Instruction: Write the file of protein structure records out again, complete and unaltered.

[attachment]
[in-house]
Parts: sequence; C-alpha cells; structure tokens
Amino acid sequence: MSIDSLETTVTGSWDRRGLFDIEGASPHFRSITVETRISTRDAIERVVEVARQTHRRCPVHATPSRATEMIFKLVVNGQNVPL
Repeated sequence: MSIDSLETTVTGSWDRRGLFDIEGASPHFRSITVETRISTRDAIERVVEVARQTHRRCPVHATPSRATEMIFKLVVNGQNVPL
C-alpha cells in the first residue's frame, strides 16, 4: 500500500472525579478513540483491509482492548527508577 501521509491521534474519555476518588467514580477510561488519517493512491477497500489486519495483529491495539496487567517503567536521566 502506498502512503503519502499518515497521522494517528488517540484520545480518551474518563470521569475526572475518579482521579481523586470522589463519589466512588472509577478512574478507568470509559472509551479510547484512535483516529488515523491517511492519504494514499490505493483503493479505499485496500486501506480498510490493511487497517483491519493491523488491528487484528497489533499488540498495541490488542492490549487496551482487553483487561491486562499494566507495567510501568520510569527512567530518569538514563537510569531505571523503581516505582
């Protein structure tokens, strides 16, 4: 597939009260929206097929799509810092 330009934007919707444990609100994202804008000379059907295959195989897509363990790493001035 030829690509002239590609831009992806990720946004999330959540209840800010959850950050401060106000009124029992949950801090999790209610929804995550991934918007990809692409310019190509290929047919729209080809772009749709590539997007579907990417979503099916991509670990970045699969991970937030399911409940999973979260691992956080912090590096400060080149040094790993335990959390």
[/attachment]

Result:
[in-house]
Parts: sequence; C-alpha cells; structure tokens
Amino acid sequence: MSIDSLETTVTGSWDRRGLFDIEGASPHFRSITVETRISTRDAIERVVEVARQTHRRCPVHATPSRATEMIFKLVVNGQNVPL
Repeated sequence: MSIDSLETTVTGSWDRRGLFDIEGASPHFRSITVETRISTRDAIERVVEVARQTHRRCPVHATPSRATEMIFKLVVNGQNVPL
C-alpha cells in the first residue's frame, strides 16, 4: 500500500472525579478513540483491509482492548527508577 501521509491521534474519555476518588467514580477510561488519517493512491477497500489486519495483529491495539496487567517503567536521566 502506498502512503503519502499518515497521522494517528488517540484520545480518551474518563470521569475526572475518579482521579481523586470522589463519589466512588472509577478512574478507568470509559472509551479510547484512535483516529488515523491517511492519504494514499490505493483503493479505499485496500486501506480498510490493511487497517483491519493491523488491528487484528497489533499488540498495541490488542492490549487496551482487553483487561491486562499494566507495567510501568520510569527512567530518569538514563537510569531505571523503581516505582
């Protein structure tokens, strides 16, 4: 597939009260929206097929799509810092 330009934007919707444990609100994202804008000379059907295959195989897509363990790493001035 030829690509002239590609831009992806990720946004999330959540209840800010959850950050401060106000009124029992949950801090999790209610929804995550991934918007990809692409310019190509290929047919729209080809772009749709590539997007579907990417979503099916991509670990970045699969991970937030399911409940999973979260691992956080912090590096400060080149040094790993335990959390």